Last week, Darren Cahill was asked for a game plan to beat Nadal. Cahill, who worked briefly with Federer earlier this year, had three words: High-risk tennis.

"You have to attempt as best as you can, to take Rafa out of his comfort zone," Cahill said. "The best way to do that is to be aggressive, very aggressive."

"I never was calm -- that's the truth," Nadal admitted. "The match started off very badly for me. I mean, the second set, I should have won it 6-4. Then there was wind, and that wasn't good.

"Then not being calm enough to face the important points, so I had to fight. But sometimes it's not enough fighting. You have to play a good level of tennis. Sometimes people think I win because I'm physically fit, but, no. When I win, it's because I play well, and that wasn't the case today."

The King, it must be said, is still only 22 -- three days from 23rd birthday.

"Unfortunately, it's the first time I'm not going to celebrate my birthday in Roland Garros," Nadal said. "I hope I'll be able to celebrate more here and be back next year and try and win."

Hard to imagine, that Federer now has a sterling chance to win his first French Open and complete his set of Grand Slam trophies.

Soderling, for his part, plays Nikolay Davydenko in a surprise quarterfinal.

In his postmatch news conference, Nadal was asked the obligatory question about his preparation for Wimbledon.

"Right now, my preparation is for the swimming pool of my house," Nadal said, smiling at his own joke. "Yeah, give me three more days to think about preparation for Wimbledon."


PARIS -- Bjorn Borg's historical place here is safe, thanks to a feisty fellow Swede who froze out the hottest clay-court player of his generation.

"I'm expecting at least an SMS [text message] from him,'' Robin Soderling said, smiling under cocked eyebrows, after ending Rafael Nadal's quest for a fifth straight French Open title, which would have broken the record held jointly by Nadal and Borg.

"Robin, we know, has the capacity to beat anyone,'' Wilander said. "It's just that three out of five sets, mentally he hasn't been strong enough. He hits unbelievably hard from above his shoulders, so obviously Nadal was late and didn't put as much spin on the ball, but it was all caused by the opponent. It's monumental, it's been coming for a long time.''

"He thinks he can beat anyone on any surface,'' Wilander said. "I have to say finally it's nice to see someone stand up to Nadal mentally, and not be bothered by anything and let Nadal take his time, don't worry about it, and be in Rafa's face a little more than the other guys are doing.

"Robin is like that against everybody. He was like that against Nalbandian and 12,000 Argentines in Davis Cup. He really doesn't give a s---, basically. It's a throwback.''

Wilander said he didn't think there was anything Nadal could have done tactically to turn the tide, and Stubbs agreed, saying Soderling's 6-foot-4 height, albatross reach, frequently disguised forehand and flat, penetrating groundstrokes proved too much for Nadal to overcome.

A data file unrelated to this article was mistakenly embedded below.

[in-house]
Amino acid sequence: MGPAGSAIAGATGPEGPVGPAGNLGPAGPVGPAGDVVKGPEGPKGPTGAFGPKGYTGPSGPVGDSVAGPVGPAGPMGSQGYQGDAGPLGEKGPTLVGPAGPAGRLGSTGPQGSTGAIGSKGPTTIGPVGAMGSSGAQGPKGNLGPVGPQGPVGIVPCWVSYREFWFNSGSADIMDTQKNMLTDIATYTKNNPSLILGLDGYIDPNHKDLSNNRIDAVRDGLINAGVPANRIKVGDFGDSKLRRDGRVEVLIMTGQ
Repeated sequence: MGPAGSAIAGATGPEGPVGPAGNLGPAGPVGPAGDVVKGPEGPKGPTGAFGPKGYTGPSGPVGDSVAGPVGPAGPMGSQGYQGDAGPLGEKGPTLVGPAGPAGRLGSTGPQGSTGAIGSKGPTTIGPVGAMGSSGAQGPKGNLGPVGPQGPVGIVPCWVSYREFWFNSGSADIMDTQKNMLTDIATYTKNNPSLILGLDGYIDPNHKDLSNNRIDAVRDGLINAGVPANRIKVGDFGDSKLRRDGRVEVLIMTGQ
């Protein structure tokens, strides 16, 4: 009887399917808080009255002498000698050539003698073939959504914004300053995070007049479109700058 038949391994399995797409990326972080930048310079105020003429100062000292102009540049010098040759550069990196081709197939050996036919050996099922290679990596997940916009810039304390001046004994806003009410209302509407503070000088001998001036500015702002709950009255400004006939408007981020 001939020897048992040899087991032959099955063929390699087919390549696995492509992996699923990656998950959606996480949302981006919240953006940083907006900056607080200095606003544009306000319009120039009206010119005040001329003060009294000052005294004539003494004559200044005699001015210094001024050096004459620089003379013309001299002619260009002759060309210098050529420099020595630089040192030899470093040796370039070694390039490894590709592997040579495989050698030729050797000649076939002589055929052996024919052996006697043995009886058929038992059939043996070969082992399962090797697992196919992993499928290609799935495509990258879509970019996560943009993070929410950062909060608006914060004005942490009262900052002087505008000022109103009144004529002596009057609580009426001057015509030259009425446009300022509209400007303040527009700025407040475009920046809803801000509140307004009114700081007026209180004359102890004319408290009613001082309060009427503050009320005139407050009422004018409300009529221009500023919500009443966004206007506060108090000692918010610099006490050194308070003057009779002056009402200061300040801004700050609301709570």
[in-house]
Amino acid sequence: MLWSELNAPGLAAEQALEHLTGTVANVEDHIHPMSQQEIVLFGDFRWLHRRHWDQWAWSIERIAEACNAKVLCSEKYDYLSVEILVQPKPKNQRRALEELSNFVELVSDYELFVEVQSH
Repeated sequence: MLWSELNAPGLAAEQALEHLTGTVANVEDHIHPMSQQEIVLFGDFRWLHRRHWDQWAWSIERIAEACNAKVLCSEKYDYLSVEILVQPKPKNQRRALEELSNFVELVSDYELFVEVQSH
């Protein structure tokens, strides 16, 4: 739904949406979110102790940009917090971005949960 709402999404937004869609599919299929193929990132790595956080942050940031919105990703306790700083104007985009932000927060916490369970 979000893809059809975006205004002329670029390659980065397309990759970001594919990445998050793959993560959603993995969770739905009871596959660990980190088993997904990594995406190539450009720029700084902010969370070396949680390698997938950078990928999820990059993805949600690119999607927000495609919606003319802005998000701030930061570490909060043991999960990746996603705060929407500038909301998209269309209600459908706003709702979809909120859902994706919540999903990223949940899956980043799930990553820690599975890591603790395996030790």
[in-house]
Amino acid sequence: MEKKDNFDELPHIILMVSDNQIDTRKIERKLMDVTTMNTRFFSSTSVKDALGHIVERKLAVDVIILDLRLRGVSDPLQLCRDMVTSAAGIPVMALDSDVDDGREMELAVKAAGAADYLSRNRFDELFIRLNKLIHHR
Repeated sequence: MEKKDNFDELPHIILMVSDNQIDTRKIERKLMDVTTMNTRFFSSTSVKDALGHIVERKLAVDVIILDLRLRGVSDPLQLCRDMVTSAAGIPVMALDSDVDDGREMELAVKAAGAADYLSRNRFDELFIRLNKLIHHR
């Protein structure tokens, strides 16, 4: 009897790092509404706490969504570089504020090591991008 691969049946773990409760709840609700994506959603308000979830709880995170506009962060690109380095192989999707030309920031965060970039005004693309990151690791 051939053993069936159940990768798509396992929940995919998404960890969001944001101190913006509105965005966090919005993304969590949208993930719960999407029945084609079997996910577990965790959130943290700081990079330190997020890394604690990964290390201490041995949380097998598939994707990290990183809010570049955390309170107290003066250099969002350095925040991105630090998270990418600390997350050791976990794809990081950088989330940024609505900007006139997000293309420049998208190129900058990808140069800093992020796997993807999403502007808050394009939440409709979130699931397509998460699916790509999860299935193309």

"He's got those long levers to go running for Nadal's long, spinning balls,'' Stubbs said. "The reach helped him on the wide balls, and his height helped him on the high balls.

"Rafa looked shell-shocked today. It looked to me like he knew he didn't have it.''


Q. Do you think you maybe played too many tournaments lately?

RAFAEL NADAL: Yeah, when you lose, always everybody starts to analyze if I play too much. If I'm tired. The true, I won four years in arow playing the same. That's the true. This year I play the same and I lost. What happen? I lost. That's it.

That what happened. I lost another opportunity to win a big tournament here. Always is a big loss for me. But in the end is one more match, yeah.

Q. You had to know this day would come. Are you surprised it came so quickly?

RAFAEL NADAL: What? (Through translation.)

I don't know. If you think it's soon after four years? (laughter.) Why do you think, no? A lot of players won four years here in a row? Is only another one, no?

Q. Was it the wonderful game level of Soderling on this surface, or because you were on a bad day or any other phenomenon, like you played in Barcelona then in Madrid? Maybe you played too many tournaments.

RAFAEL NADAL: Stop it. Stop it. Had I played my best level against Soderling, maybe the results would have been different. But he played a very good level of tennis and I didn't play well, so the results are what they are.

I didn't play at my best level. I have days like this, and this was one of those days. I had someone playing very well in front of me.

I'm not going to modify the way I prepare,because I've always prepared in the same way for the last four years. So that wouldn't make sense.

Q. A minute ago you were saying that, well, this day had to happen one day. So were you prepared, or are you surprised by this defeat?

RAFAEL NADAL: Well, all of us athletes, we know that when we walk on the court we can either win or lose. I know it for a fact anything can happen, and I have to accept them both in the same way.

You cannot collapse either because you've won a match or because you've lost it. This is sport, and you can have victories or defeats. No one remembers defeats on the long run. People remember victories.

So I have to move forward. Well, I have little time left to prepare for Wimbledon, but I have to move forward and try and prepare the best I can.

Q. If there were no one from Spain, would you like Federer to win?

RAFAEL NADAL: Yeah, that would be great. He's tried to win it for many years, and he was very unfortunate losing three finals and one semifinal. If one guy deserves it, that's him.

Federer ties Slam mark with French Open victory.